This will be the day when all of God's children will be able to sing with a new meaning, "My country, 'tis of thee, sweet land of liberty, of thee I sing. Land where my fathers died, land of the pilgrim's pride, from every mountainside, let freedom ring."

And if America is to be a great nation this must become true.

So let freedom ring from the prodigious hilltops of New Hampshire.

Let freedom ring from the mighty mountains of New York.

Let freedom ring from the heightening Alleghenies of Pennsylvania!

Let freedom ring from the snowcapped Rockies of Colorado!

Let freedom ring from the curvaceous slopes of California!

But not only that;

let freedom ring from Stone Mountain of Georgia!

Let freedom ring from Lookout Mountain of Tennessee!

Let freedom ring from every hill and molehill of Mississippi.

From every mountainside, let freedom ring.

And when this happens, when we allow freedom to ring, when we let it ring from every village and every hamlet, from every state and every city, we will be able to speed up that day when all of God's children, black men and white men, Jews and Gentiles, Protestants and Catholics, will be able to join hands and sing in the words of the old Negro spiritual,

"Free at last! free at last!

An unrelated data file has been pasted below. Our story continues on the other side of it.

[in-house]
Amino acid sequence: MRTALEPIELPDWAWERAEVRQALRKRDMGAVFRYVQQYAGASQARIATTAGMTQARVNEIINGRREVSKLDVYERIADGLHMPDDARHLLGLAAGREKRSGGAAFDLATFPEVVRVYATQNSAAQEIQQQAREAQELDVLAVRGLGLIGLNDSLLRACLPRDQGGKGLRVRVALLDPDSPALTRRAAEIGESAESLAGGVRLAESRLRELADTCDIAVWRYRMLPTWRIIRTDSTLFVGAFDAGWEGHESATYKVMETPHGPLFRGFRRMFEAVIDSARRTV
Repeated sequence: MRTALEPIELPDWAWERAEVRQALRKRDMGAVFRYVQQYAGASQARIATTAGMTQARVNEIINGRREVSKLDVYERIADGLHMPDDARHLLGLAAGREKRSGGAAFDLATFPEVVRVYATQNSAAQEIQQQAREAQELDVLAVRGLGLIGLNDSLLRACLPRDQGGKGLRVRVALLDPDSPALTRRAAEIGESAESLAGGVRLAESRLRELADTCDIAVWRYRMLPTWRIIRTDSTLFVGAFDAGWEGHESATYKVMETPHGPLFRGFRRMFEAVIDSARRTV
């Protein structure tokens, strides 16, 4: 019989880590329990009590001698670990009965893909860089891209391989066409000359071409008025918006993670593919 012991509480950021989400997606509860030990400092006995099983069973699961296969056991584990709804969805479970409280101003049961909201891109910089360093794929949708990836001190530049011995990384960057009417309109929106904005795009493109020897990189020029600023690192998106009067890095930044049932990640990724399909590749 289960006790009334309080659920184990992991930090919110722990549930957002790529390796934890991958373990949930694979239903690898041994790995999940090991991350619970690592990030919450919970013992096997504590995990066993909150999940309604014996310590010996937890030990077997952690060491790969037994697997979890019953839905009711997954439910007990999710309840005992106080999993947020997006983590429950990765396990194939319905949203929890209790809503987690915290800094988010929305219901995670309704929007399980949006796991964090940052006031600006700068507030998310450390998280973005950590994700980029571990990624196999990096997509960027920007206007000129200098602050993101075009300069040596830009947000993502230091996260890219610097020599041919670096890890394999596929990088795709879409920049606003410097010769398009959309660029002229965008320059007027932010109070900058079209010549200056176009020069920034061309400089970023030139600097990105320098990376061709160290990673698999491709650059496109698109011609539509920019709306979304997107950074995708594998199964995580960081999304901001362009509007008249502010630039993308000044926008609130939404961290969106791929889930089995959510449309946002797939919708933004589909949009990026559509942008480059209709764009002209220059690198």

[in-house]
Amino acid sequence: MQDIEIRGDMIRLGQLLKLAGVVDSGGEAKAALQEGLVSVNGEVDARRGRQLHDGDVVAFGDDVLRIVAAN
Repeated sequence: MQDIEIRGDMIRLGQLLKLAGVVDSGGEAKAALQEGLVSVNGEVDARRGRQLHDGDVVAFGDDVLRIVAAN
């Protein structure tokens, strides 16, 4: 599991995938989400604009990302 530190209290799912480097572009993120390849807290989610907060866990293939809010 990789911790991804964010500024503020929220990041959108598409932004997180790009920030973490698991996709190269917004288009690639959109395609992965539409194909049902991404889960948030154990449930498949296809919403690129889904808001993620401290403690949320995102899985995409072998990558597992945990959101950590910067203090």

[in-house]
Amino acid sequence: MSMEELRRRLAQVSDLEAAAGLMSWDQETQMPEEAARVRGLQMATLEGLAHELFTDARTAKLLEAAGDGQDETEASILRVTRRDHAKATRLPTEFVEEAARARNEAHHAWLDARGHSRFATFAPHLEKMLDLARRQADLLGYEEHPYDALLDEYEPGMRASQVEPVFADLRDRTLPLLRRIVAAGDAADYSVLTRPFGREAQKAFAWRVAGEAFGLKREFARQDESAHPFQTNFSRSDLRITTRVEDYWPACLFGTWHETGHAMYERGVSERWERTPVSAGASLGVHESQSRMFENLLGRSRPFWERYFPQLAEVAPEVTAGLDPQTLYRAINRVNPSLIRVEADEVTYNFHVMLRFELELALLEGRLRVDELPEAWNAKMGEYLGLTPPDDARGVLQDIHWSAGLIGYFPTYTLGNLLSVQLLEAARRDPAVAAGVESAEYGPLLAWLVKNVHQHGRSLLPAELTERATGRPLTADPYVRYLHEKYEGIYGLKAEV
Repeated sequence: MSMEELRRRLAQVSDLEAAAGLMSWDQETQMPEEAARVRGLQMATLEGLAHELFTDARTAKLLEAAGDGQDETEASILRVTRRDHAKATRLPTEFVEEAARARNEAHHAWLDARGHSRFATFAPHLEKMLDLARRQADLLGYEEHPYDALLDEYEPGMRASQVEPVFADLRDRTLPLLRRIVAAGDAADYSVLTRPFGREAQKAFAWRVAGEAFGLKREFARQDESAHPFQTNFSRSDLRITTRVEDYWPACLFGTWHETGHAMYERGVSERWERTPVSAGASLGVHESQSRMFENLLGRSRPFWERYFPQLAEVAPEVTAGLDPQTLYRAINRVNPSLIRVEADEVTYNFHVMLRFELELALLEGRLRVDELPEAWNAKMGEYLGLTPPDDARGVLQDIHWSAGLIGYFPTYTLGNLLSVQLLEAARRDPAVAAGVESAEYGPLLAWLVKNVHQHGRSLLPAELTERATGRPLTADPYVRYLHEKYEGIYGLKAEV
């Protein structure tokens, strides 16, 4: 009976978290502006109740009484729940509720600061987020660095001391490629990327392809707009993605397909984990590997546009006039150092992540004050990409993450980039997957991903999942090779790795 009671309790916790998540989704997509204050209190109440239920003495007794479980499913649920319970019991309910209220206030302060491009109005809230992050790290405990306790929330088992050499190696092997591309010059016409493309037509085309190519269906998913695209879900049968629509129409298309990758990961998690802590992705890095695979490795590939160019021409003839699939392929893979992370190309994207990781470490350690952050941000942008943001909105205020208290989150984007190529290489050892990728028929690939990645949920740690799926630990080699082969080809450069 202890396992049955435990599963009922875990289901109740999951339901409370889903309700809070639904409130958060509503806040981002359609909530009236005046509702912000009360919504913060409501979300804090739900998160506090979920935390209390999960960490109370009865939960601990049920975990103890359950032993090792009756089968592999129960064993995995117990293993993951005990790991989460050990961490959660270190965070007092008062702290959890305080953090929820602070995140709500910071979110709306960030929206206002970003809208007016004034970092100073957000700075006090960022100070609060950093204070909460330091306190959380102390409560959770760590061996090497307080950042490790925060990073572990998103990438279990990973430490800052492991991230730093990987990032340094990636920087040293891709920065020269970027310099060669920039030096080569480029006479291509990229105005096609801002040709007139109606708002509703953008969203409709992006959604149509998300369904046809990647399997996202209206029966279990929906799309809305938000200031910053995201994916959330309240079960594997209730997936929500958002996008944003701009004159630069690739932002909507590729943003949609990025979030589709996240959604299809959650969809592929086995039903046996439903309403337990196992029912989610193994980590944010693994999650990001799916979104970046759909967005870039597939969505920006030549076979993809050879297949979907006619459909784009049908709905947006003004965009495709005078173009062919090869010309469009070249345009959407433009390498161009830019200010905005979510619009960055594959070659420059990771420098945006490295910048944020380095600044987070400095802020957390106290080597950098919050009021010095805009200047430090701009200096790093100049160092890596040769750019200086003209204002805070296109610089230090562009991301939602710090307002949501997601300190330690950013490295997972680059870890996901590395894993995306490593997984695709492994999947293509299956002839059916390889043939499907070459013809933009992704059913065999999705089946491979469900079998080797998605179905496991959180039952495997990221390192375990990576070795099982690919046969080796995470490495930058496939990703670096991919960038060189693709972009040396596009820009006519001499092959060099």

thank God Almighty,

we are free at last!"

Solberg on Prorogue and the Senate

Former MP and Conservative cabinet minister has a blog and made some poignant comments about the mainstream media and liberals lambasting Prime Minister Stephen Harper for being a dictator.

Without prorogation, the Liberals would still have a majority of committee seats in the Senate even though they would have fewer seats overall. That would be a terribly anti-democratic situation on at least two levels and should be an outrage to the media if saving democracy was their real concern. That's a big if, however.
Remember that this is the PM who has given up power to Parliament on vetting Supreme Court nominees and going to war. He has tried mightily to elect the Senate. Calling him a dictator is so embarrassingly over the top that it says more about his critics than it does him.
Exactly. Sometimes you wonder if those in the mainstream media will ever look at the bigger picture here and quit sensationalising moot issues.